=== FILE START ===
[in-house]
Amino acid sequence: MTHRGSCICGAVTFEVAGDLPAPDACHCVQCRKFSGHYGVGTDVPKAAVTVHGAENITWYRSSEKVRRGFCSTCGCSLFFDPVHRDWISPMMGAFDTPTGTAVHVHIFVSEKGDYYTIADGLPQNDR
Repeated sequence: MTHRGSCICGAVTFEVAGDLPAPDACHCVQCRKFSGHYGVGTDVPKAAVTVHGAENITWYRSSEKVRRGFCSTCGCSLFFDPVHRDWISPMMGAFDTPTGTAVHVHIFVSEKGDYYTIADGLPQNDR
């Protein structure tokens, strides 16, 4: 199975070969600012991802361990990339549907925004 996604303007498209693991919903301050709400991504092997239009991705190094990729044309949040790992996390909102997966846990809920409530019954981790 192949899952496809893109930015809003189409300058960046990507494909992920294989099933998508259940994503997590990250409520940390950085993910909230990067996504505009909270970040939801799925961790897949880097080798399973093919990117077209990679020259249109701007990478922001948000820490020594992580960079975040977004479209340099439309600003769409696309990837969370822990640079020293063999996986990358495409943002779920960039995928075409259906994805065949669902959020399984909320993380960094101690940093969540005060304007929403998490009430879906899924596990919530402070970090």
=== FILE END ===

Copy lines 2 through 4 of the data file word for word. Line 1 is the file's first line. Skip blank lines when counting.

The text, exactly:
Amino acid sequence: MTHRGSCICGAVTFEVAGDLPAPDACHCVQCRKFSGHYGVGTDVPKAAVTVHGAENITWYRSSEKVRRGFCSTCGCSLFFDPVHRDWISPMMGAFDTPTGTAVHVHIFVSEKGDYYTIADGLPQNDR
Repeated sequence: MTHRGSCICGAVTFEVAGDLPAPDACHCVQCRKFSGHYGVGTDVPKAAVTVHGAENITWYRSSEKVRRGFCSTCGCSLFFDPVHRDWISPMMGAFDTPTGTAVHVHIFVSEKGDYYTIADGLPQNDR
């Protein structure tokens, strides 16, 4: 199975070969600012991802361990990339549907925004 996604303007498209693991919903301050709400991504092997239009991705190094990729044309949040790992996390909102997966846990809920409530019954981790 192949899952496809893109930015809003189409300058960046990507494909992920294989099933998508259940994503997590990250409520940390950085993910909230990067996504505009909270970040939801799925961790897949880097080798399973093919990117077209990679020259249109701007990478922001948000820490020594992580960079975040977004479209340099439309600003769409696309990837969370822990640079020293063999996986990358495409943002779920960039995928075409259906994805065949669902959020399984909320993380960094101690940093969540005060304007929403998490009430879906899924596990919530402070970090």